Prepublication copy, uncorrected proofs   14. Parry, E. and  Identifies “methodological challenges that highlight the Urwin, P. (2017). The inappropriateness of cross-sectional designs in the study of evidence base for generations, as it is impossible to identify whether generational generation, period, or age effects are driving differences differences: Where do between any age groups surveyed. Second, and more we go from here? Work, fundamentally, [the authors] argue that the approach taken Aging and Retirement across most generational studies is methodologically 3(2), 140–148. flawed, even when more appropriate datasets are used” (p. 141). “Ultimately, this derives from a “gap” that exists between the theoretical underpinnings claimed for this work and the empirical approaches that have been adopted in recent years” (p. 144).  The authors illustrate this gap by “using historical longitudinal data and, second, by looking for patterns within the data rather than applying generational categories a priori” (p. 141). They find that “cohort effects are predominant in early years, but then age effects dominate to demonstrate that different cohorts become less dissimilar in their 40s and beyond” (p. 145).  The authors “suggest that the patterns identified to date are simply a reflection of long-term trends in society rather than proposed differences between generational cohorts” (p. 145). 15. Rudolph, C. W. and  The authors “extend recent critiques of research on Zacher, H. (2017). generations in the work context by proposing a Considering differentiated lifespan developmental perspective” (p. 113). generations from a  The authors argue that “traditional sociological perspectives lifespan developmental on generations are too deterministic and reductionist for perspective. Work, understanding psychological phenomena concerning work Aging and Retirement and aging” (p. 120). They suggest “that a more 3(2), 113–129. contemporary model for understanding generations must be grounded in the traditions of lifespan developmental contextualism” (p. 120) and should be used to guide research with the following propositions “Proposition 1. Historical and sociocultural contexts impact experiences and behavior at the individual level, not as shared generational effects. Proposition 2. Developmental contextualism implies that age, period, and cohort effects are codetermined and inherently inextricable. Proposition 3. A contextualized understanding of individual lifespan development necessitates alternative A ‐ 11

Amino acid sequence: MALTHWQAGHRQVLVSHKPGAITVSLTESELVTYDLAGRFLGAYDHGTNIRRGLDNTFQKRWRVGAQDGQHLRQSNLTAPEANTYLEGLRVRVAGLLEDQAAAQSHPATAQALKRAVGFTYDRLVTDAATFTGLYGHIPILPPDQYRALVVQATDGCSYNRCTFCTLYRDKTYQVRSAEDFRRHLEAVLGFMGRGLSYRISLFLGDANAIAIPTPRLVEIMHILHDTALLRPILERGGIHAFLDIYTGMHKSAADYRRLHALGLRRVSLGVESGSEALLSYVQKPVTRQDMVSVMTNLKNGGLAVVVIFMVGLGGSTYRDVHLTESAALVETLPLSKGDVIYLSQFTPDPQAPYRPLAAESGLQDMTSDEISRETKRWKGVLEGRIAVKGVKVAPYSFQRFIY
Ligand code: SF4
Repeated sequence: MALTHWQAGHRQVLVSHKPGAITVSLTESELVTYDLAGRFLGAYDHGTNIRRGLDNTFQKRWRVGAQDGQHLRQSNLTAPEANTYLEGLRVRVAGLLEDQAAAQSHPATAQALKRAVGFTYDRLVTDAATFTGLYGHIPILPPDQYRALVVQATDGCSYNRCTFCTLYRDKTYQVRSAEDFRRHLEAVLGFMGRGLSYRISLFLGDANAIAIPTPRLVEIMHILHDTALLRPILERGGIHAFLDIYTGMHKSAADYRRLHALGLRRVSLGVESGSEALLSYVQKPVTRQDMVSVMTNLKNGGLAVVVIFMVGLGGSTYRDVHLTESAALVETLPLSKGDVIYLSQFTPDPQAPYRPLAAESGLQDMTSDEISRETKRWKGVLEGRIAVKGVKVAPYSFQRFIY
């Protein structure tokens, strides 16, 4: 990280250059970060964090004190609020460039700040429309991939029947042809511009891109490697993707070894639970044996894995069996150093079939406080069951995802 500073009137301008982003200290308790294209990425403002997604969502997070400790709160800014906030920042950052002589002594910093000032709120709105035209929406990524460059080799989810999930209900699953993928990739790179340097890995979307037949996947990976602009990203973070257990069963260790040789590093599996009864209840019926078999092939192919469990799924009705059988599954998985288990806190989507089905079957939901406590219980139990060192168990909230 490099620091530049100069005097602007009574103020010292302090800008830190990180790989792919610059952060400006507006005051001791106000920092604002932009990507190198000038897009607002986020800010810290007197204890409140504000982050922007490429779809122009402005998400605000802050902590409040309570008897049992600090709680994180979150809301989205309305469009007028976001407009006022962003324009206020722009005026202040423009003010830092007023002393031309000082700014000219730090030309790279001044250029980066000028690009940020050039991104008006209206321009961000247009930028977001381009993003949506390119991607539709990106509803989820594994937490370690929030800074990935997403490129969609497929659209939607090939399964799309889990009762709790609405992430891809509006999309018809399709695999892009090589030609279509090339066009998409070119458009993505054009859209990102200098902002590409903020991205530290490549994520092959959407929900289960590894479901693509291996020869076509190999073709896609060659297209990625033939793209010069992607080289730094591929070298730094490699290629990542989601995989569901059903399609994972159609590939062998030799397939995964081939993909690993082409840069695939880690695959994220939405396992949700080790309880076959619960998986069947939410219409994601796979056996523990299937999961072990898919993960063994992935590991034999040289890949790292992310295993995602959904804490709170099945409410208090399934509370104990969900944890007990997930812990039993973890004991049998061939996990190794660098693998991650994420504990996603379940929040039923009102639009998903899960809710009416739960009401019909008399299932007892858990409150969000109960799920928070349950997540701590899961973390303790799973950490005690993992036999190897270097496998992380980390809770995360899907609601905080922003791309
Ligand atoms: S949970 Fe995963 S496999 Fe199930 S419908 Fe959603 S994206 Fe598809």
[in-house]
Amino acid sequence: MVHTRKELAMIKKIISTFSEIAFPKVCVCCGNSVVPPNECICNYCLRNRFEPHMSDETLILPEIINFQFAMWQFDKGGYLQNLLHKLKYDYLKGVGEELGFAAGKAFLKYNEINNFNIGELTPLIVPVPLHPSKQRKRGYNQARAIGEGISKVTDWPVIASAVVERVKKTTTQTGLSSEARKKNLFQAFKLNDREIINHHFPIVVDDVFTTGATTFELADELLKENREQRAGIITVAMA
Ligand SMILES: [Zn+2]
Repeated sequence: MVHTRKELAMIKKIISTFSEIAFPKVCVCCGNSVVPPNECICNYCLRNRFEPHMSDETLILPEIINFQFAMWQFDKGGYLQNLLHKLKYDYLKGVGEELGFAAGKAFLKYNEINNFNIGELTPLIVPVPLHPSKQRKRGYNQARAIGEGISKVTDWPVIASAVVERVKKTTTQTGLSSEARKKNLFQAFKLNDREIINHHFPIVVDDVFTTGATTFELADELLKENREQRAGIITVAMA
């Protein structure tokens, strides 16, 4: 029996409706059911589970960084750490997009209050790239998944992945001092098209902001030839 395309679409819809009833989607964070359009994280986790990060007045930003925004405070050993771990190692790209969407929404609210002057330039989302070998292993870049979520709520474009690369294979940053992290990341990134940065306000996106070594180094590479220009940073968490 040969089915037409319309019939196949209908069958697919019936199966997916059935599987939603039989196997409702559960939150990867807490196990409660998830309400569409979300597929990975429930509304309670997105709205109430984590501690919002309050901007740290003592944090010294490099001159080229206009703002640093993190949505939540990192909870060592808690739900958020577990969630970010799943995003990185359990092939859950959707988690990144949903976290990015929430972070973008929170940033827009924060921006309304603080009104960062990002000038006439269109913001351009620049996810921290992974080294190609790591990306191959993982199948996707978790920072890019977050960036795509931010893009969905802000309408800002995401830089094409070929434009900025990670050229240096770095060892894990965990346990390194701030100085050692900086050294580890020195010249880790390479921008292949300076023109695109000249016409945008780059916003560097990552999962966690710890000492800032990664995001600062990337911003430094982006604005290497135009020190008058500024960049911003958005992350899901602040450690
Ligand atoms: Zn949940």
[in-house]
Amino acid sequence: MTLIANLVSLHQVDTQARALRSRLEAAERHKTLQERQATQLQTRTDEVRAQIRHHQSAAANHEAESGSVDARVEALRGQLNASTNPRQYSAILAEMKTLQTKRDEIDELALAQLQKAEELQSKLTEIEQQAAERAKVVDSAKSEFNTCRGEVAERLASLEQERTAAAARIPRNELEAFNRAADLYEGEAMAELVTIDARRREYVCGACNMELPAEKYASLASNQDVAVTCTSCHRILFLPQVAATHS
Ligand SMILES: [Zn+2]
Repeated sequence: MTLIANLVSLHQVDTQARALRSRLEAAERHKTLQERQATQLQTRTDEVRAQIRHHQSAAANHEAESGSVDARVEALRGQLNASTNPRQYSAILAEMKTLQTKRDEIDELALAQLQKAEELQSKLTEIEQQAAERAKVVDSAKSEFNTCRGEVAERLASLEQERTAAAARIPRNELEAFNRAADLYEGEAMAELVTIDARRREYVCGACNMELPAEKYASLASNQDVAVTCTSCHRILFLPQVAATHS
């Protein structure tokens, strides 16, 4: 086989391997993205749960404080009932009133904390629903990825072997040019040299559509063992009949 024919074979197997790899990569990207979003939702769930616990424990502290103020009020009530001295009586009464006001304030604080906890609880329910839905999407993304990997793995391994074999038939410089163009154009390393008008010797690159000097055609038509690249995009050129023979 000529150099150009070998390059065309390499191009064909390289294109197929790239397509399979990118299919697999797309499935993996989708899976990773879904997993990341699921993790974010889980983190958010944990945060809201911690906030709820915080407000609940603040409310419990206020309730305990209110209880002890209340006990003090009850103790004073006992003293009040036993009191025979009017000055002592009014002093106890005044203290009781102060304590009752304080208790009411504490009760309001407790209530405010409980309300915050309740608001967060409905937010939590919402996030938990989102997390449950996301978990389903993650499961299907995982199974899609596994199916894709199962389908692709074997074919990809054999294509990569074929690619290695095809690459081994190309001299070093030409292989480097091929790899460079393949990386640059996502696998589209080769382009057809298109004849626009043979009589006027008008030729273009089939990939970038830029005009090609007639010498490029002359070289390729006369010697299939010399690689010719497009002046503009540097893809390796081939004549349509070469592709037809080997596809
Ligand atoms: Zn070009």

Prepublication copy, uncorrected proofs   operationalizations of age, period, and cohort effects” (p. 120). a Captures the difference in standard deviations between two groups (d = 0.20 = small; d = 0.50 = moderate; and d = 0.80 = large). b The committee observes that “dramatically” is too strong given a d of -.13. Most would call that less than a small effect. If the confidence interval includes 0, then one cannot reject the idea that d = .00. PILOT REVIEW The committee’s pilot review was conducted on 14 articles (listed in Table A-2) selected randomly from our first set of articles (306 articles minus 57 of those identified as irrelevant to this study) as follows: Round 1: Every 7th article out of the 249 articles, sorted alphabetically by first author, dated 2000 or later, generating 35 articles for Round 2. Round 2: Every 3rd article out of the subset of 35, sorted by date from oldest to newest, yielding 11 articles. In this draw, there was only 1 article with a research design that aimed to separate cohort effects from age or period effects (i.e., other than a cross- sectional or qualitative design). We added 3 articles to oversample articles using other statistical methods. The final draw resulted in 14 articles. Based on our understanding from previous reviews, as well as our own knowledge of studies in this area, we believed the sample of articles generated for our pilot review allowed us to appreciate the different research designs used in this literature and a mix of conclusions with regard to generational differences. Cross-sectional designs were prominent (eight studies). We were initially surprised that eight studies were conducted outside of the United States but have come to appreciate that a large percentage of the generational research is conducted in other countries. Many of these international studies use the U.S. generational labels (e.g., baby boomers and millennials) to categorize their groups. These articles acknowledge the limits of these labels, often with a note recognizing that people in their countries would have had different experiences at different times. For our pilot review, we developed a coding scheme. Two members of the committee and two National Academies staff manually coded the following characteristics of each article: (1) author(s) and publication year, title, and source; (2) country/countries in which the study was conducted; (3) data source (primary versus secondary data) and type (quantitative or qualitative); (4) sampling strategy (nonprobability, probability); (5) sample type (e.g., student or working adult) and associated industry if relevant; (6) respondent demographic characteristics as reported (e.g., age groupings, men/women, and race/ethnicity); and (7) study design. Two articles (Danigelis et al., 2007; Milner et al., 2019) were determined to be irrelevant for our task. There were no disagreements among the four reviewers on the nature of the publications, just opportunities to clarify what we were observing among the reviewers, as well as with the larger committee. Initially, we attempted to capture authors’ definitions of generation, proposed antecedents to hypothesized differences, and theoretical approach, but this effort proved to be unsatisfactory. None of the authors provide an antecedent, i.e., defining events or a set of experiences that would have influenced generations. With some exceptions, they generally point to earlier sociological theories on generational change and assume that generational influences would be responsible for observed differences. All authors use birth cohorts to define A ‐ 12